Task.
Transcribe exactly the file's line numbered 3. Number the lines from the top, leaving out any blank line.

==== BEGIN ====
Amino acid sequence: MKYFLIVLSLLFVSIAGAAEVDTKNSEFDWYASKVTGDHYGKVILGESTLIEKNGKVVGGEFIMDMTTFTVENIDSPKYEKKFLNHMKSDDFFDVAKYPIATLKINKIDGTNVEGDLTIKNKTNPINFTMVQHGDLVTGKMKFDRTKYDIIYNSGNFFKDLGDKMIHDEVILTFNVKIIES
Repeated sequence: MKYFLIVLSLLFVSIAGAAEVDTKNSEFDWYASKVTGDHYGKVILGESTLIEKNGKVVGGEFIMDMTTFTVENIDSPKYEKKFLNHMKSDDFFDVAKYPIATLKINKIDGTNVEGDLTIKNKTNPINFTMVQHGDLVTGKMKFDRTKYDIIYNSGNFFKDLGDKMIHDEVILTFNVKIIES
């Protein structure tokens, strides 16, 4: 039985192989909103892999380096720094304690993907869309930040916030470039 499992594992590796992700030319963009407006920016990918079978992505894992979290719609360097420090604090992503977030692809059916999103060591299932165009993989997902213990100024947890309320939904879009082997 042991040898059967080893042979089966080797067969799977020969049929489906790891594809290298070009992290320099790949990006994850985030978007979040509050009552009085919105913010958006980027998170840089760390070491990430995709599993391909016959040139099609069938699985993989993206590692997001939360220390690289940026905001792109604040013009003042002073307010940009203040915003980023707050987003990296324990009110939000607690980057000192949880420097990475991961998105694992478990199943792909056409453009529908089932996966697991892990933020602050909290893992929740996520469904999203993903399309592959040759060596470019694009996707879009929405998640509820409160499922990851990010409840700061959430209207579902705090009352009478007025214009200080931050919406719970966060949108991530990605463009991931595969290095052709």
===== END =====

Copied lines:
């Protein structure tokens, strides 16, 4: 039985192989909103892999380096720094304690993907869309930040916030470039 499992594992590796992700030319963009407006920016990918079978992505894992979290719609360097420090604090992503977030692809059916999103060591299932165009993989997902213990100024947890309320939904879009082997 042991040898059967080893042979089966080797067969799977020969049929489906790891594809290298070009992290320099790949990006994850985030978007979040509050009552009085919105913010958006980027998170840089760390070491990430995709599993391909016959040139099609069938699985993989993206590692997001939360220390690289940026905001792109604040013009003042002073307010940009203040915003980023707050987003990296324990009110939000607690980057000192949880420097990475991961998105694992478990199943792909056409453009529908089932996966697991892990933020602050909290893992929740996520469904999203993903399309592959040759060596470019694009996707879009929405998640509820409160499922990851990010409840700061959430209207579902705090009352009478007025214009200080931050919406719970966060949108991530990605463009991931595969290095052709």